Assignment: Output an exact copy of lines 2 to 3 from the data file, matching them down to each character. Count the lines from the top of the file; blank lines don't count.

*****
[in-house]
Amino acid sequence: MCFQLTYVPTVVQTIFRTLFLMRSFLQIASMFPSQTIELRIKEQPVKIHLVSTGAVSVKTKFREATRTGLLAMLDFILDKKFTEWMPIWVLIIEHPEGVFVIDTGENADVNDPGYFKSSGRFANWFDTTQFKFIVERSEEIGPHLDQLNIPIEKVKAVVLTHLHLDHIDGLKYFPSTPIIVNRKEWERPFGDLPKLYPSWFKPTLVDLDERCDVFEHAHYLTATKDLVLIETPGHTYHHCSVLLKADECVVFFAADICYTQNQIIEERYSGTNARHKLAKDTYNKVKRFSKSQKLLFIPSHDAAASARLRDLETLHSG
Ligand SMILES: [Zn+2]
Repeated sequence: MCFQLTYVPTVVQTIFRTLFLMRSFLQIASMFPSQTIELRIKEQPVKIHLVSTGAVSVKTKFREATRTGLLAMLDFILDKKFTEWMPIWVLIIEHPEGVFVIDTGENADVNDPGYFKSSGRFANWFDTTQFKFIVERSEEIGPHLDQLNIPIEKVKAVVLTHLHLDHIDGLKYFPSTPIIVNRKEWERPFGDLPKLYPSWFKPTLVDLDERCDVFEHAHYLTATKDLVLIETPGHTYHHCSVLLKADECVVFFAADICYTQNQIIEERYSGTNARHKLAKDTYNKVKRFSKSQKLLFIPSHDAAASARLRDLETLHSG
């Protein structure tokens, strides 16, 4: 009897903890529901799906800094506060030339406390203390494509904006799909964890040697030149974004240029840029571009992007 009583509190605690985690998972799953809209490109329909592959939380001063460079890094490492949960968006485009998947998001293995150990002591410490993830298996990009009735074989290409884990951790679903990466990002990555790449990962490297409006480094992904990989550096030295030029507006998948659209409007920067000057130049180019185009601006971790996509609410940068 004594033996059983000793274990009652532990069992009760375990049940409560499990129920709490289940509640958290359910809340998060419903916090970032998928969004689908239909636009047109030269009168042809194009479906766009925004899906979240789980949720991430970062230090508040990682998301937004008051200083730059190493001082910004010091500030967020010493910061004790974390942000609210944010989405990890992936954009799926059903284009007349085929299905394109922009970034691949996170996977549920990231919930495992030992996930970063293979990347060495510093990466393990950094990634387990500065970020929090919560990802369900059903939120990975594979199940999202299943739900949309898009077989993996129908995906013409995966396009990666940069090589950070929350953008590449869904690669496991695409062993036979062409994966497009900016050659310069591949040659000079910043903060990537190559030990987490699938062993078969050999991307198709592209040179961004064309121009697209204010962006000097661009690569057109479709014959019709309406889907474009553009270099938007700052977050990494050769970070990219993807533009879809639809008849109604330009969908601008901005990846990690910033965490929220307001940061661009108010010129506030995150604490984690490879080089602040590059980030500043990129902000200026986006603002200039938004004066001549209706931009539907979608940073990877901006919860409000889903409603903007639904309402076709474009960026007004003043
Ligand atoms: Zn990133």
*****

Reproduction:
Amino acid sequence: MCFQLTYVPTVVQTIFRTLFLMRSFLQIASMFPSQTIELRIKEQPVKIHLVSTGAVSVKTKFREATRTGLLAMLDFILDKKFTEWMPIWVLIIEHPEGVFVIDTGENADVNDPGYFKSSGRFANWFDTTQFKFIVERSEEIGPHLDQLNIPIEKVKAVVLTHLHLDHIDGLKYFPSTPIIVNRKEWERPFGDLPKLYPSWFKPTLVDLDERCDVFEHAHYLTATKDLVLIETPGHTYHHCSVLLKADECVVFFAADICYTQNQIIEERYSGTNARHKLAKDTYNKVKRFSKSQKLLFIPSHDAAASARLRDLETLHSG
Ligand SMILES: [Zn+2]